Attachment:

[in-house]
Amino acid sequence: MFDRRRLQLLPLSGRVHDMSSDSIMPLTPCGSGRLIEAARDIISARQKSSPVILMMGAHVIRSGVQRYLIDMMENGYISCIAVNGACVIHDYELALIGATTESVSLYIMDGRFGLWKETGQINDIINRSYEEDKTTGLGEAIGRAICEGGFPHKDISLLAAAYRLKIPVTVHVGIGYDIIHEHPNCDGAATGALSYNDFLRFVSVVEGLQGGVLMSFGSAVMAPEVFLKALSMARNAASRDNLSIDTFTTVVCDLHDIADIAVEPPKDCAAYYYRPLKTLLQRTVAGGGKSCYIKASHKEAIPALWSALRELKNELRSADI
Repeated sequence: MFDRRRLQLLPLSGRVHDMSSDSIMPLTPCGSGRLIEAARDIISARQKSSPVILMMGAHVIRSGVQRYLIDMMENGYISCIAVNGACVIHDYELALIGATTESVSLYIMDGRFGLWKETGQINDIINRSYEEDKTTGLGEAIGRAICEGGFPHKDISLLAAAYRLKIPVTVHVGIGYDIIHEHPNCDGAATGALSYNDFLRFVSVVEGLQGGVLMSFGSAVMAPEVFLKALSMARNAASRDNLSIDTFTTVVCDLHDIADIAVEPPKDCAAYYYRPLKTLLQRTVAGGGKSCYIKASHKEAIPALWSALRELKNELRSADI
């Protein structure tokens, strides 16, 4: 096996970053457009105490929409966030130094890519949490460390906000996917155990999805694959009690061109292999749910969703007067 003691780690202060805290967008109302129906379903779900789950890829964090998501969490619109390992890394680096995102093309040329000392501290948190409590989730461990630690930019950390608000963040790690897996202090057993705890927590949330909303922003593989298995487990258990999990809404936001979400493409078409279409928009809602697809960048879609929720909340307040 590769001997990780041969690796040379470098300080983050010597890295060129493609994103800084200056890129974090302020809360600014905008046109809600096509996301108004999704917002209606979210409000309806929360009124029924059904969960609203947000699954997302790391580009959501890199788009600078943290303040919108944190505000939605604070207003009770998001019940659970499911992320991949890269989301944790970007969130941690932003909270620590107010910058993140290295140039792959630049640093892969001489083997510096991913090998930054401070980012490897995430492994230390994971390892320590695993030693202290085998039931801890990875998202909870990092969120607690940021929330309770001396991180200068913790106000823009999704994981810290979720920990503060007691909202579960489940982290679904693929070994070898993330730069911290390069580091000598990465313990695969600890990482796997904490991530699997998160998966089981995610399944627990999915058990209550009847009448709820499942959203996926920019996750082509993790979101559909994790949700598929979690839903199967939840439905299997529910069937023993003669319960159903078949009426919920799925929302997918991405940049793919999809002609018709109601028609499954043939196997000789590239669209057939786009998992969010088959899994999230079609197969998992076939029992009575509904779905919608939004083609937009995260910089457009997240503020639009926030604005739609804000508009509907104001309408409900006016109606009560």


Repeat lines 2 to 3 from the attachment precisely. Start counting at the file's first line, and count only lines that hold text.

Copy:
Amino acid sequence: MFDRRRLQLLPLSGRVHDMSSDSIMPLTPCGSGRLIEAARDIISARQKSSPVILMMGAHVIRSGVQRYLIDMMENGYISCIAVNGACVIHDYELALIGATTESVSLYIMDGRFGLWKETGQINDIINRSYEEDKTTGLGEAIGRAICEGGFPHKDISLLAAAYRLKIPVTVHVGIGYDIIHEHPNCDGAATGALSYNDFLRFVSVVEGLQGGVLMSFGSAVMAPEVFLKALSMARNAASRDNLSIDTFTTVVCDLHDIADIAVEPPKDCAAYYYRPLKTLLQRTVAGGGKSCYIKASHKEAIPALWSALRELKNELRSADI
Repeated sequence: MFDRRRLQLLPLSGRVHDMSSDSIMPLTPCGSGRLIEAARDIISARQKSSPVILMMGAHVIRSGVQRYLIDMMENGYISCIAVNGACVIHDYELALIGATTESVSLYIMDGRFGLWKETGQINDIINRSYEEDKTTGLGEAIGRAICEGGFPHKDISLLAAAYRLKIPVTVHVGIGYDIIHEHPNCDGAATGALSYNDFLRFVSVVEGLQGGVLMSFGSAVMAPEVFLKALSMARNAASRDNLSIDTFTTVVCDLHDIADIAVEPPKDCAAYYYRPLKTLLQRTVAGGGKSCYIKASHKEAIPALWSALRELKNELRSADI